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Thread: Cooling Fan Melted?

  1. #11
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    Quote Originally Posted by rippin209 View Post
    Wouldn't the motor being physically stopped cause a electrical surge?
    I'm willing to bet that if the fan hadn't slipped the shaft, then the fuse would have blown before the wires melted. As noted, the fuse is sized to protect the electrical components. The mechanical connection between the motor shaft and the fan appears to be the weak point in the whole system (not surprising to me, the plastic fan is probably just pressed on to the shaft).
    In this case, the fan separated from the shaft before the motor rotor became blocked, though a blocked rotor would probably blow a fuse due to a current spike. As the purpose of the fuse is to protect the electrical components, and no electrical components were damaged, the fuse cannot be said to have failed/been oversized.

  2. #12
    Senior Member ST13Fred's Avatar
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    Glad you found/fixed the problem.

    There are 57 pages of very specific cable/harness routing on the various NC models to avoid interference.
    Even the handle bars have punch marks and are clocked at a specific position.
    If a tie wrap or hold down comes loose there will be trouble as everything is in close proximity to one another.

  3. #13
    Senior Member Cooling Fan Melted? Ruggybuggy's Avatar
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    I haven't had a chance to test a fuse size but will next week. I'll run an amp clamp around the wires when I lock the old motor and see what it will draw then will choose a fuse accordingly. Yes a fuse would protect the wires but a system designed to actually cause damage to the fan if it gets jammed is a poor design. I was luck that it didn't harm my rad. The melted fan had actually leftmarks in the rad.
    Last edited by Ruggybuggy; 5th August 2017 at 06:09.

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  4. #14
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    Running amperage is only 2.86 amps. Did not measure locked amps as I did not want to screw up my fan

  5. #15
    Senior Member Cooling Fan Melted? Ruggybuggy's Avatar
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    Well I did the test on a locked motor with different sizes of fuses. I went down to a 5amp and the fuse would not blow. Then I started to actually "think" and realized this wasn't going to work. Electric motors will draw the same current whether it's locked or not. The motor is turn by magnetism and amperage doesn't change because the armature is locked.
    Last edited by Ruggybuggy; 10th August 2017 at 04:05.

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  6. #16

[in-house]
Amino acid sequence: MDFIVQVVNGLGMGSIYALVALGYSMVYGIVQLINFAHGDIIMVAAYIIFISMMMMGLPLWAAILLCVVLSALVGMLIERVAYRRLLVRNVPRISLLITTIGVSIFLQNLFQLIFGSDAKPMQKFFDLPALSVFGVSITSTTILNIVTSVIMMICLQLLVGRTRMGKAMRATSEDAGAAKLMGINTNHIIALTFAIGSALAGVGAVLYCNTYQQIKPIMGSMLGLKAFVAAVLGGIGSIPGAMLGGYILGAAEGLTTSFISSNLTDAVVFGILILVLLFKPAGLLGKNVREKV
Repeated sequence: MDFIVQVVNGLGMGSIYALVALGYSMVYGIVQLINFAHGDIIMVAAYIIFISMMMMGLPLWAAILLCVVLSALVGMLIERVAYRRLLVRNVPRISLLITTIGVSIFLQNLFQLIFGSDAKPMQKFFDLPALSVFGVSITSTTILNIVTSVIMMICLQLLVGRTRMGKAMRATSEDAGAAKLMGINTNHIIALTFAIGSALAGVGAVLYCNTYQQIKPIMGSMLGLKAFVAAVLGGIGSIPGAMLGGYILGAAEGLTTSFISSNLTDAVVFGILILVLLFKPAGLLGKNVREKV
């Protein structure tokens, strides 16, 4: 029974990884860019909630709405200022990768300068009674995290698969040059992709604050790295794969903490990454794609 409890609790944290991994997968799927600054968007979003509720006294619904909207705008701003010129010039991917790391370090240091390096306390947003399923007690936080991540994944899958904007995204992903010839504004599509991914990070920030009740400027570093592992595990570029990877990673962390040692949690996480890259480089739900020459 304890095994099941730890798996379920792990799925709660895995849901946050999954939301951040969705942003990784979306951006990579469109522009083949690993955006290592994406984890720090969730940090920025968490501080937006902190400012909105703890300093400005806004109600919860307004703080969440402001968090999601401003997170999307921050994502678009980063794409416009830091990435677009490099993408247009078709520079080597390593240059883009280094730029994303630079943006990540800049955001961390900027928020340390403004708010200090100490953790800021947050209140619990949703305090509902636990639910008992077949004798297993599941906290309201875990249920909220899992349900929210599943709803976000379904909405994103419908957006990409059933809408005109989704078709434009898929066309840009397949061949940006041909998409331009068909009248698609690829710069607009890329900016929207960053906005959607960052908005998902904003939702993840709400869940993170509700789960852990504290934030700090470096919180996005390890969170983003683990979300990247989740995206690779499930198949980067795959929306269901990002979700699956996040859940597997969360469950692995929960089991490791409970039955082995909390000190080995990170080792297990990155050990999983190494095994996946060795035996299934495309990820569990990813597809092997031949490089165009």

Super Moderator Cooling Fan Melted? 670cc's Avatar
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    Quote Originally Posted by Ruggybuggy View Post
    Well I did the test on a locked motor with different sizes of fuses. I went down to a 5amp and the fuse would not blow. Then I started to actually "think" and realized this wasn't going to work. Electric motors will draw the same current whether it's locked or not. The motor is turn by magnetism and amperage doesn't change because the armature is locked.
    I think the motor current does change based on whether the motor shaft is spinning or not. A stopped motor requires more current to get it running than it does once it's running. Measuring the current flow with an ammeter would be far more accurate than just trying different fuse sizes.

    Nonetheless, I think you've demonstrated that using exact fuse sizing to protect against this mechanical failure is rather futile.
    Last edited by 670cc; 10th August 2017 at 06:02.
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  7. #17
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    [QUOTE=Ruggybuggy;190768 Electric motors will draw the same current whether it's locked or not. The motor is turn by magnetism and amperage doesn't change because the armature is locked.[/QUOTE]

    Depends on the type of motor. The only way to verify current draw is with an amp meter.

  8. #18
    Senior Member Cooling Fan Melted? Ruggybuggy's Avatar
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    I would have assumed that the motor would be rather simple and would not have a "start up winding", if that's the correct terminology.

    “Never argue with stupid people, they will drag you down to their level and then beat you with experience.”


    ― Mark Twain

  9. #19
    Senior Member Cooling Fan Melted? dduelin's Avatar
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    The root cause for the fan failure was caused by (A) by not replacing the hose in the retainer or (B) the retainer failed. If the hose securely clipped back into the retainer after the fault was discovered then was it really the retainer that failed?

    A was self inflicted. B could be bad design of the retainer but if that is true and you still trust it after finding the hose loose than go back to A.
    Dave

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